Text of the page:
That was a challenge in itself, because we had to get used to someone else's style, but it has helped us a lot to evolve or develop just making the transition.RG: Yeah, it was a bit weird when we found out there was going to be a new director - we'd gotten really close to Chris, I was really used to him. This time around we see you in jeans, more ordinary clothes.
I really like doing the work, and that is what matters the most.
EW: My money is in a bank until I'm like 25, 18, I don't know.
I'm going to be really unpopular for saying this about Harry Potter but I always have had this suspicion, that with everything going on in his life, I think he might die. I'm going to be 15 in a couple of months, and Harry is 14 now, so I don't think it would make that much difference, really. I really do enjoy Ron, it's a really good experience. Every film takes a year to do, and these are big projects, and I think it's hard for all three of us to look anywhere beyond that. That is one of the reasons I really enjoy acting - you get to meet all these cool people.
I have a theory - because Harry and Voldemort have got the same core in them: you see that connection between them in the fourth book - I think that the only way that Voldemort can die is if Harry dies as well. EW: The last scene, which had Alan Rickman, Timothy Spall, Gary Oldman and David Thewlis all in the same room, was a bit overwhelming, but it was great because it really challenged me.
Daniel Radcliffe, Emma Watson and Rupert Grint, the three leads at the heart of the Harry Potter series, return in the third instalment, The Prisoner Of Azkaban.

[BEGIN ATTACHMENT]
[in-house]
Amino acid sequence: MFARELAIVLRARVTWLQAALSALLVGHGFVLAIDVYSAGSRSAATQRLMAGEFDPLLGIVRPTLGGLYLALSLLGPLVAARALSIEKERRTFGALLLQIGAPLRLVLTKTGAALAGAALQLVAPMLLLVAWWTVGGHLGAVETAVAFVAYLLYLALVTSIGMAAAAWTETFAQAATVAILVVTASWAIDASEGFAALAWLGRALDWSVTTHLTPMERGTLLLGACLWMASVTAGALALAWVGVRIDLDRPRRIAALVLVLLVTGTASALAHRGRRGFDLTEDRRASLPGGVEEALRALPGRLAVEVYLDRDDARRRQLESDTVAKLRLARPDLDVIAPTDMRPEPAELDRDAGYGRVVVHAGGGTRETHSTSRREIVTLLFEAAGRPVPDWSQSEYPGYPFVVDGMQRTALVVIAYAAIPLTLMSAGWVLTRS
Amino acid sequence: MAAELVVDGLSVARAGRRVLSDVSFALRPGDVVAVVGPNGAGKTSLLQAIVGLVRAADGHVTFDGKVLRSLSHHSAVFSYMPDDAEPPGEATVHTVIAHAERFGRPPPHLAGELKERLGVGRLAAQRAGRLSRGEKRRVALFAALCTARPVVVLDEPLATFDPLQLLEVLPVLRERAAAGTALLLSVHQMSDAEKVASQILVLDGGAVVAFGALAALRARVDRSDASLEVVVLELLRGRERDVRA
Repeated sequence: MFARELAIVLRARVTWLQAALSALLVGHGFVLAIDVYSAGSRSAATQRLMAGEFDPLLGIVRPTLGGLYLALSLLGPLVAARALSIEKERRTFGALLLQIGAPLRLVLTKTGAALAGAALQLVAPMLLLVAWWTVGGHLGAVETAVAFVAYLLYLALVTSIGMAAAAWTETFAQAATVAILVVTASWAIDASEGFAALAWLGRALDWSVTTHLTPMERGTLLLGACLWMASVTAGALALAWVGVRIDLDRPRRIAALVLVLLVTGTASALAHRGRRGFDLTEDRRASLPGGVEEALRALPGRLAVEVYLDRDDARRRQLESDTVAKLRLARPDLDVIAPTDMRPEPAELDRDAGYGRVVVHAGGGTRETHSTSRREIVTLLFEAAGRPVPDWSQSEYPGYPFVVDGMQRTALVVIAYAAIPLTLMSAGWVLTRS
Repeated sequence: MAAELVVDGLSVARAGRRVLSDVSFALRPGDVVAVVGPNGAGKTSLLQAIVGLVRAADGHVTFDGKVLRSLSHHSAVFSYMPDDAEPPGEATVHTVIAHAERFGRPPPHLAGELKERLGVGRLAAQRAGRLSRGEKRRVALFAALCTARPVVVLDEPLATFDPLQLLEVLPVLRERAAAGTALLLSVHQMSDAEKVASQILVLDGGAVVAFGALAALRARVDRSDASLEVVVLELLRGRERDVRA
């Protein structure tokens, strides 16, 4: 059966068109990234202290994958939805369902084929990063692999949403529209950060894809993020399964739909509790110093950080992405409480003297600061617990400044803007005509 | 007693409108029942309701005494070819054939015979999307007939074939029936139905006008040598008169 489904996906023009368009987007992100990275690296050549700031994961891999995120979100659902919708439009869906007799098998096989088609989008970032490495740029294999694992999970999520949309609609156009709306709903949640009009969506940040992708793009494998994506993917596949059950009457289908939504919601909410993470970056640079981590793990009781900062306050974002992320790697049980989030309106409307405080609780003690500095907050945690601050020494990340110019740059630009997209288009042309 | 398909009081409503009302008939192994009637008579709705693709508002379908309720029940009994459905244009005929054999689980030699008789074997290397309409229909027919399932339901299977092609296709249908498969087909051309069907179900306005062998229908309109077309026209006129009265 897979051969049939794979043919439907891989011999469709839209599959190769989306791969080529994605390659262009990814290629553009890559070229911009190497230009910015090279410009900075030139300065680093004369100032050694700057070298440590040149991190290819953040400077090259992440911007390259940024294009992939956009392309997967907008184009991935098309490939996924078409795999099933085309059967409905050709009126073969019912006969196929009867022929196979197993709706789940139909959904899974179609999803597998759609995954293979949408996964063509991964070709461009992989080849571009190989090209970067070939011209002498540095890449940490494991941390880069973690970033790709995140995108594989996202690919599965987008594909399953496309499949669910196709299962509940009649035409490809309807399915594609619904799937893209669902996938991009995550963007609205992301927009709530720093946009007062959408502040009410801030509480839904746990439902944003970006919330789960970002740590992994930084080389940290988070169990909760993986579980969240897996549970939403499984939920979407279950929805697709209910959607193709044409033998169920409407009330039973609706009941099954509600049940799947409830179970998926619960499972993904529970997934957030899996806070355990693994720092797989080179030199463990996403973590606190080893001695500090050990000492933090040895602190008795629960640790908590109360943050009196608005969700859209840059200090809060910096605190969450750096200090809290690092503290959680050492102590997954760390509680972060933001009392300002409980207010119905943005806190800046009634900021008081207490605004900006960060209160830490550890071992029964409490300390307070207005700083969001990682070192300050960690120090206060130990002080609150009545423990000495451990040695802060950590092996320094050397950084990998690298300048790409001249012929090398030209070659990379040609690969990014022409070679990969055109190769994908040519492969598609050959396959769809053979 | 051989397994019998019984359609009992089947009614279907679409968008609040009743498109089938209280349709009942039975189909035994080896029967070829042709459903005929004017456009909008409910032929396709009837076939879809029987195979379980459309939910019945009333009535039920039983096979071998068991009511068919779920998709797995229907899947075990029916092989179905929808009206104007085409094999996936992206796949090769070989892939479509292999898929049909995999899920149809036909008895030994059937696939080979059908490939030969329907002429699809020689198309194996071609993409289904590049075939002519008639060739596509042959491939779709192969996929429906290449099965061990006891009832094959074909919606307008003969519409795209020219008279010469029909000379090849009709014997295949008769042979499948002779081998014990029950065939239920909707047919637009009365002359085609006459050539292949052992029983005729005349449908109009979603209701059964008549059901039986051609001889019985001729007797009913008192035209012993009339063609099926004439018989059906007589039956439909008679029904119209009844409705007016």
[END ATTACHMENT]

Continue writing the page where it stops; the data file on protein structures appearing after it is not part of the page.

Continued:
What was it like seeing your faces on the big screen?It made it easier to do the stunts as well, and it lets you see a different side to all of the characters.Plus, we're teenagers now, and I think that that has more of an influence on it.In the past, we always referred to masters we admire, and in this one, I decided I just wanted to own it. I tried to stay away from references so much that I found myself a couple of times placing the camera, but I was whistling, and I recognized that [I was] whistling from a particular Bach tune [from] a film that I love, and I said ,’Oh, okay, let’s change the angle.’ I said, ‘This is mine, that is another filmmaker.’ Maybe I’m more a cinephile than an author.So in my DNA, there are all of these filmmakers [who] inevitably are going to come through.is a semi-autobiographical piece, influenced by many of Cuarón’s personal experiences.He explained some of his processes in filmmaking, including his need to shed any influence from other filmmakers: This was a funny project because I was reinventing my process.It feels more personal when you are in your own clothes.DR: Also, more of the story this time takes place in the holidays between terms, so it was quite natural - I don't think that any child anywhere in the world actually wants to wear their school uniform. RG: Unfortunately Ron still gets his hand-me-down Weasley sweaters, so I never got to experience the normal clothes.So every day, [the actors] would learn their circumstance. I wanted to shoot as much as possible where the scenes took place, forty years ago, and if not, to reproduce the place by the inch and have the actors wearing the same clothes and having the same props. Gayané Kaligian Gayane has been writing about Harry Potter since the fourth grade, when she wrote her first five-paragraph essay on why Percy Weasley’s buffoonery could have led to Voldemort winning.These days, she’s still talking about the Weasley brothers, but it’s mostly about how overlooked Charlie is.